News Release

A celebration of diversity resounded throughout the Grand Lobby Thursday, September 29 at Trinity's annual Multicultural Celebration.

Rev. Anthony J. Carter, author of On Being Black and Reformed, welcomed a throng of nearly 200 people in the Ozinga Chapel for the event, sponsored by the College's office of ethnic diversity. He lauded the gathering and praised God and Trinity for its efforts to reach out to people of all cultures. "We are all God's people under the cross," he said.

"The intent of the gathering was to celebrate ethnic identity, cultural spirit, and give students a sense of belonging," said Tippi Price, a staff member and facilitator for the event. "Multicultural education means learning to be inclusive in chapel, the classroom, community service, and in social activities."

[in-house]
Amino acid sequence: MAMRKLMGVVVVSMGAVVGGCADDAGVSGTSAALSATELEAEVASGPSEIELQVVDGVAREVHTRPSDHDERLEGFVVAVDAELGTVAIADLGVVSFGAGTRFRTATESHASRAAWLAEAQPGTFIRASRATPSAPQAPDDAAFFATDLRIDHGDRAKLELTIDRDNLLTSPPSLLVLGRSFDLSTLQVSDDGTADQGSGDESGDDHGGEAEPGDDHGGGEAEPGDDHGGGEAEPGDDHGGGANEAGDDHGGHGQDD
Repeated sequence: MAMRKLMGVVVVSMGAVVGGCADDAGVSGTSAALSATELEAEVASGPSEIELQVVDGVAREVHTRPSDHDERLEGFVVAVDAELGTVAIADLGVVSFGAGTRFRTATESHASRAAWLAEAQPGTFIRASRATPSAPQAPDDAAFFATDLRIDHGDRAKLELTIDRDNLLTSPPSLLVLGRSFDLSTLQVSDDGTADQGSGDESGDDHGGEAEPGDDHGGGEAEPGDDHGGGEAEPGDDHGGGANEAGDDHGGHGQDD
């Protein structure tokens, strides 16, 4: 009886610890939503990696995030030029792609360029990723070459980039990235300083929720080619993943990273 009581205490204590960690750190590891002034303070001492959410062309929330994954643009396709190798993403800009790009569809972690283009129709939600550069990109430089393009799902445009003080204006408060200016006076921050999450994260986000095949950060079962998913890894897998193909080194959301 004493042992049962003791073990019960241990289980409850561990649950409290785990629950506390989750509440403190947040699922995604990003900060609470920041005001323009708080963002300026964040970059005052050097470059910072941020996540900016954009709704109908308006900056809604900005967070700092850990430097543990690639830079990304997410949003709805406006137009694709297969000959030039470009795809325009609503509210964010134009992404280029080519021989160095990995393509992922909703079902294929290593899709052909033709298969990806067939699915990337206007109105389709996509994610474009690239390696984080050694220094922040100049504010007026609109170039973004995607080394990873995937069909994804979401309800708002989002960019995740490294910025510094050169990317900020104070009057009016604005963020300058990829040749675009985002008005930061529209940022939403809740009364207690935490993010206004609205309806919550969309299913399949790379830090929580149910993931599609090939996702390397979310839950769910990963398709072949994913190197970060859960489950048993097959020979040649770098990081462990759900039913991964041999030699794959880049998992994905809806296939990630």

The event featured introductions to two campus organizations dedicated to promoting ethnic diversity on Trinity's campus: the Organization of African American Unity and the Multicultural Club. The evening also featured a trivia game and prizes, and a chance to taste a variety of ethnic foods.

Ophelia Daniels '07, president of the Organization of African American Unity, said the club is devoted to building Christian leaders and catering to the needs of ethnic minority students on campus. "Our focus is about having more unity between students on campus."

The club will host its first ever musical multicultural exchange concert at 2 p.m., Sunday, October 23 in the Ozinga Chapel.  

Martha Morales '07, president of the Multicultural Club, invited students from all backgrounds to join the newly formed group. "We are here for all Trinity students," she said.

"The evening was clearly a success and a step forward for Trinity in the diversity arena," Price said. "Attendance nearly doubled from last year; we saw a lot of happy people. As a facilitator, it made me proud of the strides we have made as a community and the growth of our students as a whole."

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